GERMANY - The German province of Bavaria and its northern neighbour Thuringia want to halt contributions to their civil servants pension funds to save money.

In Bavaria, the government is planning to suspend contributions to the €4m pension fund for civil servants, which began collecting funds in 2008.

The province is paying in €500 per month per new employee. Fixed contributions had initially been planned until 2016, but already in December last year those contributions were frozen in the wake of the financial crisis.

The fund generated an 11.75% return in 2009, with a portfolio of 77% bonds, 20% equities and the rest in cash.

The assets are managed by the German federal bank, and since May 2009, the equity portfolio has been split 50/50 between the DAX and the DJ Euro-Stoxx-50.

In Thuringia, among the first provinces to set up a pension fund for civil servants in 1999, parliament is deliberating whether to freeze contributions to the fund.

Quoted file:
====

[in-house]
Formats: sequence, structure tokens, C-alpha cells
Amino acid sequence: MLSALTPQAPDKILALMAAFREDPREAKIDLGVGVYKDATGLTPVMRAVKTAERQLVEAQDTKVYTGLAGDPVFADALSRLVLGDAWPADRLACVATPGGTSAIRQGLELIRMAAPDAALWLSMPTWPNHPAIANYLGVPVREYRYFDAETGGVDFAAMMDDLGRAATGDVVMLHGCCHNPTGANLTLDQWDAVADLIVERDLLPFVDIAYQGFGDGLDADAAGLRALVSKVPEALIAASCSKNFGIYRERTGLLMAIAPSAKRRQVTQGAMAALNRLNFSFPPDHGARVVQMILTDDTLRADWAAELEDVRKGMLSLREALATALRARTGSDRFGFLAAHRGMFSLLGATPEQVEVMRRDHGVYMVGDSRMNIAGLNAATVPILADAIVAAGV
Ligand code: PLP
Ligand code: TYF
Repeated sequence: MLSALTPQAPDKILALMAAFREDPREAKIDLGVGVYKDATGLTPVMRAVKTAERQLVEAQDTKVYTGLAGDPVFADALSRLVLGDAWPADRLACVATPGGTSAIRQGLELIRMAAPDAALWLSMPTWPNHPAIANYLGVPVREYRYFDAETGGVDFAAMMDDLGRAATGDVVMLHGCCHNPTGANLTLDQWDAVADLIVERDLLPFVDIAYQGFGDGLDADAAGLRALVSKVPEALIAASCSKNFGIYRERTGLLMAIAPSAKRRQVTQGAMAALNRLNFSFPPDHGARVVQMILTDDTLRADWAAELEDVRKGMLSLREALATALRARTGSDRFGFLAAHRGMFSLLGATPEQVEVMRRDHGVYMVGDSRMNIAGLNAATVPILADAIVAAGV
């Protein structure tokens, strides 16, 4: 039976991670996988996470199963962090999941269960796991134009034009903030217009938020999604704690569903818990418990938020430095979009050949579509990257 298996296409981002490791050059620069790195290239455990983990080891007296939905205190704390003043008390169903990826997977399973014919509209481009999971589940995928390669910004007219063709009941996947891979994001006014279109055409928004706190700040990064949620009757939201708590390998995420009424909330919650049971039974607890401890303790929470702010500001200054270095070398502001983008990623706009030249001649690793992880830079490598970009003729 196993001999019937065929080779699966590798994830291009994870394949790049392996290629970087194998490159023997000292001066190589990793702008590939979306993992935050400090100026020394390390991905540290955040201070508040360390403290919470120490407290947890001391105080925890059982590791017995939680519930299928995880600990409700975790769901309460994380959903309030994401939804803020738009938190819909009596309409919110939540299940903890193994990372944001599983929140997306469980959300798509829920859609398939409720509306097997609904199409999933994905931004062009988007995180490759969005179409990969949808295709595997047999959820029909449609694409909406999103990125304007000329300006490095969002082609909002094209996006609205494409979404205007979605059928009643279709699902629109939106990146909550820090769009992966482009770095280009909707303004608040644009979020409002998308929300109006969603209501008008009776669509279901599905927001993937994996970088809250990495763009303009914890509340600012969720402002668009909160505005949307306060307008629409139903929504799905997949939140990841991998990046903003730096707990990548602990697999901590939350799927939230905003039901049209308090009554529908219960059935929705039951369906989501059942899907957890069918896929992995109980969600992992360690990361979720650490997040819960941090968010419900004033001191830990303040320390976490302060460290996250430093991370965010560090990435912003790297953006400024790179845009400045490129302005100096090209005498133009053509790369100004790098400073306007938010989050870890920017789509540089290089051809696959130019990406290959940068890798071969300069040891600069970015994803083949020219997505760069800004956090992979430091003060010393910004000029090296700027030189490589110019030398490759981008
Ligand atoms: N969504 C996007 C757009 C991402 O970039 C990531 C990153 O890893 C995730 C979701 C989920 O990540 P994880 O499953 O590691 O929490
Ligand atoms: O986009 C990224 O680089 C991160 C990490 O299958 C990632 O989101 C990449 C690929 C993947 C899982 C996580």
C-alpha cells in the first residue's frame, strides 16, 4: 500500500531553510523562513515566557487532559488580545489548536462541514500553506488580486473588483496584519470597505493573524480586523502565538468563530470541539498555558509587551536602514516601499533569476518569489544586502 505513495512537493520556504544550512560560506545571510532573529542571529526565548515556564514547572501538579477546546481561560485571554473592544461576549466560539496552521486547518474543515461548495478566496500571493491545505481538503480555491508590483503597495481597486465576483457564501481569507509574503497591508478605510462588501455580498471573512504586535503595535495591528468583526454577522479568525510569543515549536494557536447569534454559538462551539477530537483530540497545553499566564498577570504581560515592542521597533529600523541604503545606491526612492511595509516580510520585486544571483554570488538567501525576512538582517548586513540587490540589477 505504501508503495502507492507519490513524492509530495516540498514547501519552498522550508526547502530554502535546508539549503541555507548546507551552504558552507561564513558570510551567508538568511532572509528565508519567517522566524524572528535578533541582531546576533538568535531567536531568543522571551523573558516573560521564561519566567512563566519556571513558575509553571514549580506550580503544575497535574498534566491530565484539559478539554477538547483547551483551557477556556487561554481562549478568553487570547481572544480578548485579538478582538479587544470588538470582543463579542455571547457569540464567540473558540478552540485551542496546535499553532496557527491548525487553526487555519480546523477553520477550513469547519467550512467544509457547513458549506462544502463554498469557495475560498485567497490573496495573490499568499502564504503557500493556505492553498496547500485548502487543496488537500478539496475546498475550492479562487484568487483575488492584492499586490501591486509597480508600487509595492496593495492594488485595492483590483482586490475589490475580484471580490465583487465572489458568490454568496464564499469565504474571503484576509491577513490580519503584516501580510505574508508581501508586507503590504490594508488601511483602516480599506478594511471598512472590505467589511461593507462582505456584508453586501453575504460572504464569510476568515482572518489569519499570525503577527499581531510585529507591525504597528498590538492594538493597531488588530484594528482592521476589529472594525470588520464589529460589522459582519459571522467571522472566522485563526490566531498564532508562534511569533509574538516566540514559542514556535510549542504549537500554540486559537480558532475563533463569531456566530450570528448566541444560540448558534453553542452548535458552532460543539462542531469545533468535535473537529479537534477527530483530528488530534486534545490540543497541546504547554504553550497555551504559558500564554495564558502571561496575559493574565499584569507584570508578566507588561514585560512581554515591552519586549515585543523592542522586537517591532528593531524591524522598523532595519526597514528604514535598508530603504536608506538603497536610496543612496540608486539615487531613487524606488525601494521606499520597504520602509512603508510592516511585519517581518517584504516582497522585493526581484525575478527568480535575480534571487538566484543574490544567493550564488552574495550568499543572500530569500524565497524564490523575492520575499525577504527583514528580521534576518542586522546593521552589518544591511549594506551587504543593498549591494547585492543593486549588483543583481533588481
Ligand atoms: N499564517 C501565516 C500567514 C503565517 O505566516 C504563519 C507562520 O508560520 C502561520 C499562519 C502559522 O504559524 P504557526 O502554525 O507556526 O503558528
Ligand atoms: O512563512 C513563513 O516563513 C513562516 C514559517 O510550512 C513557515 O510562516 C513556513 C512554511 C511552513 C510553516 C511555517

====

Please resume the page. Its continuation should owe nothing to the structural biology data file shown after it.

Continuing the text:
A draft presented to the regional MPs calculated that this measure could save as much as €8m per year.

The authorities pointed out that retirement provision was currently financed on debt and that this was irresponsible in times of an increasing deficit.

However, the local government stressed that the fund would not be closed, but remain open for future contributions.

The financial crisis has already scuttled the creation of one pension fund in Lower Saxony, but Brandenburg recently decided to go ahead with creating a fund as planned, while North Rhine-Westphalia decided to top up its fund with €114m.